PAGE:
The Course of Love

The Course of Love

eBook - 2016
Average Rating:
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We all know the headiness and excitement of the early days of love. But what comes after? In Edinburgh, Rabih and Kirsten, fall in love. They get married, they have children, but no long-term relationship is as simple as 'happily ever after.' Explore what happens after the birth of love, what it takes to maintain love, and what happens to our original ideals under the pressures of an average existence. Interwoven with their story and its challenges is an overlay of philosophy.
Publisher: Toronto : Signal, 2016
ISBN: 9781501134432
1501134434
Branch Call Number: EBOOK OVERDRIVE
Characteristics: 1 online resource

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peedub
May 17, 2017

This pretty much paints a portrait that rings true to my experience of marriage. Remarkable in its ability to make their outwardly unremarkable relationship so complex. It might discourage some people hoping for a clearer path forward, but I found this quite uplifting and affirming to know my struggles are shared. I'm ready to read it again and revisit some of the commentary that is interspersed with the story.

Literature_Lover Feb 19, 2017

A powerful book... filled with enough worthy quotes to fill a respectable Pinterest board (substitute journal, wall or scrapbook for Pinterest if you have no idea what I'm talking about here). It's written in what I found initially to be a slightly jarring style, pairing narrative with an italicized set of dictums about love, marriage and the realities of modern day life. Perhaps this was de Botton's way of opening up his essays to a larger readership, but whatever the reason, it read almost like the voice of an omnipotent deity superimposed over the story of a fairly ordinary family. Very strange, maybe even a little alienating at times, but I did grow to like it as time passed. de Botton is witty and interesting and his comments inspire reflection.

"The course of love" is by turns depressing and inspiring, but if you are a mediocre person like myself, struggling sometimes with the realities of a mundane existence, it gives you a new perspective. de Botton presents a perhaps more accurate portrayal of two people joined together beyond the "happily ever after", sharing a mostly loving life, but recognising that life does often include things like stretch marks, dishes, fights over who gets the top shelf of the wardrobe, rubbish bins and baby poo. It normalises conflict, which I found comforting, given that often all we see in fiction and film is the gloss and glamour of early love.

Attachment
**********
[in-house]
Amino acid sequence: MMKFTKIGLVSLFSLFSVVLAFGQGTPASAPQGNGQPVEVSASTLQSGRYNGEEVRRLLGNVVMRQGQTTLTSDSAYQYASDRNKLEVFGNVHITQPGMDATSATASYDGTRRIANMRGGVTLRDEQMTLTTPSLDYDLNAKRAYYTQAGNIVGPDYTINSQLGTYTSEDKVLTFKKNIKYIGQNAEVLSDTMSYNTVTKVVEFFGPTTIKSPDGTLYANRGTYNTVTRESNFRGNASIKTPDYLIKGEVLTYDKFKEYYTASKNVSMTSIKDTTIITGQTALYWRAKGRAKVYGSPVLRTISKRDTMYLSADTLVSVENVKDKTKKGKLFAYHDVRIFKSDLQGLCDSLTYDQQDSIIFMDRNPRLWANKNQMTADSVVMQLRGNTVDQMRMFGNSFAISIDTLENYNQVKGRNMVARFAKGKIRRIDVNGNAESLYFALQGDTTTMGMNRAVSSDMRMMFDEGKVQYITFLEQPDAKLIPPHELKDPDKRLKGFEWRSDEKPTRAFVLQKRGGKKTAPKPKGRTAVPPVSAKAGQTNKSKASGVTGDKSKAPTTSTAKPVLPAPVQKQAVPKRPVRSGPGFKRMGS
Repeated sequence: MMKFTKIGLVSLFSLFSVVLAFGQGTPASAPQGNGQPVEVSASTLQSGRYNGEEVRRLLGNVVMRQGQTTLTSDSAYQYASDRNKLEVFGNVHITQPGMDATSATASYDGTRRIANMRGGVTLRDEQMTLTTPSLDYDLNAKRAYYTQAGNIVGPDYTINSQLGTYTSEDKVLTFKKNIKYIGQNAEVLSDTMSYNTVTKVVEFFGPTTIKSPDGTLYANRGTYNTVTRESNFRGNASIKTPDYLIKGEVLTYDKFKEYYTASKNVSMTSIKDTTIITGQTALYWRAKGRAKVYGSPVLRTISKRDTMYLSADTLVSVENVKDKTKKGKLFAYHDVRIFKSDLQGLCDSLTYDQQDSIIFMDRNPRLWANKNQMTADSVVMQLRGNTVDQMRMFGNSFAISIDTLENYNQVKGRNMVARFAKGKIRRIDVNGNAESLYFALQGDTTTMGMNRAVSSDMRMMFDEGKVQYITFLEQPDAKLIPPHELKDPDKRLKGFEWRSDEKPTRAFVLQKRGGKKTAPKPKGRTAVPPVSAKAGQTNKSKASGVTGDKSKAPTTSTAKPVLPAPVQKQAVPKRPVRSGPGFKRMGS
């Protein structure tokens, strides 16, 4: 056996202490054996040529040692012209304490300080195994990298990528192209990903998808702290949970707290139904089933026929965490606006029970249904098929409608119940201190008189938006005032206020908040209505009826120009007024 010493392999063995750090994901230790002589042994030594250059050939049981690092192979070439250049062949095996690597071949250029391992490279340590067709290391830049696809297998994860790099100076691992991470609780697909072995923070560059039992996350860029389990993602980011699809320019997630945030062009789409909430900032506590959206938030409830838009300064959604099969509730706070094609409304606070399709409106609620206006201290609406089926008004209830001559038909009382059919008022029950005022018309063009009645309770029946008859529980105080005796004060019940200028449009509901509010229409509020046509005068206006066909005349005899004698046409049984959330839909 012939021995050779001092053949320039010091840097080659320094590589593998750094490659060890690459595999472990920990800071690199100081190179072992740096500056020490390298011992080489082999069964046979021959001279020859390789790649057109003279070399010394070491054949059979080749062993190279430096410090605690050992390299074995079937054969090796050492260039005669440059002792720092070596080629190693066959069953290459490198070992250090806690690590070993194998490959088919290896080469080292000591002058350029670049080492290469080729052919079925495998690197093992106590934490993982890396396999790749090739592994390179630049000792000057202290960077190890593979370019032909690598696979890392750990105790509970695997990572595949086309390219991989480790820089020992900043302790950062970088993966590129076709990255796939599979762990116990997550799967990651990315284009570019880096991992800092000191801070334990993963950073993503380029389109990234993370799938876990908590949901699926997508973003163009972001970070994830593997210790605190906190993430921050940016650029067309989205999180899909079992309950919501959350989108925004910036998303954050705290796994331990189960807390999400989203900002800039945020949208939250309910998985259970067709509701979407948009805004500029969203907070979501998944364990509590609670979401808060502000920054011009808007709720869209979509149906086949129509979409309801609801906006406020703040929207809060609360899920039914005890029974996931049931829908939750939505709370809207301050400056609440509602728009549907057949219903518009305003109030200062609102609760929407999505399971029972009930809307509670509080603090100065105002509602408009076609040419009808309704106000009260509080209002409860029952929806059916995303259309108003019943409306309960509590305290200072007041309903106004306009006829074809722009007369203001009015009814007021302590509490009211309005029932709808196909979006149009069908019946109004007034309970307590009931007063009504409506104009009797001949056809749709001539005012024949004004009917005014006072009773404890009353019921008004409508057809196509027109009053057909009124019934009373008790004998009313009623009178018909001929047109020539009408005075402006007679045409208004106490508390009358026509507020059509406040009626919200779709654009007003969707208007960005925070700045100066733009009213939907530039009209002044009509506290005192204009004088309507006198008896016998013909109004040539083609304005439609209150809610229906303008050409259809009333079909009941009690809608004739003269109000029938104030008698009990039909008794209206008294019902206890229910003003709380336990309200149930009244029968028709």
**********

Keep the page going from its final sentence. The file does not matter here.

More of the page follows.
To my mind, it didn't hang together perfectly, but any book that makes you think more about your life is worth reading. It's an easy read and should be compulsory for anyone who is contemplating marriage or who has already made the jump.

k
KindaSassy
Nov 09, 2016

November is non-fiction month on BookTube and although classified as a work of fiction, the narrator of this book gives enough non-fiction insight into what a relationship takes to warrant it acceptable on my mind as non-fiction.
It follows the life of Rabih and Kirsten (Mostly told from Rabih's point of view) as to what they thought love meant as a teenager, their courtship and life beyond the saying of "I do."
Told in five main themes, (Romanticism, Ever After, Children, Adultery and Beyond Romanticism) we have a third person narrative explain the life journey that Rabih and Kirsten go through, liberally interspersed with analysis, psychology or philosophical insights to each situation.
More than once I found myself having 'a-ha' moments as De Botton looks at situations from both sides of the coin. It does take some getting used to, these insights or remarks, when first embarking on reading this book, as the remarks would seem to interrupt the flow of the story. But as one goes deeper into the novel, one cannot help but gain greater insights to the situations the couple find themselves in.
"The best cure for love is to get to know them better." page 177
Alain De Botton has written a number of non-fiction books and speaks publically about the everyday matters of life and is probably the only philosopher I've ever had the time of day for.
"Love is a skill, not just an enthusiasm." page 198
I read this book in one sitting. This is a book I would highly recommend anyone wanting to have, or be in an actual relationship. Short, sharp and witty, it is, I'm sure, going to become a favoured book to stand the test of time.
Brilliant.

Bunny_Watson716 Sep 21, 2016

The course of love never did run smoothly ... or does it? Alain de Botton has managed to write a love story that pinpoints, with delicacy and compassion, what a real love story is. Rabih and Kirsten's relationship has many ups and downs, and the authors ability to look at both characters compassionately makes this a lovely read.

robertafsmith Jul 21, 2016

Roberta's Pick: There are two threads in this book - the love story of Rabih and Kirsten, and the author's (italicized) comments on their story. You will either grow to love this (I did) or it will make you want to pluck out your eyes. Alain de Botton is one of those men who writes sensitively and intelligently about love. And from the outset he makes it abundantly clear that the first stage, when you have just met a new love, is not the most important bit. It's what comes after that makes for a real love story. Staff Pickles.

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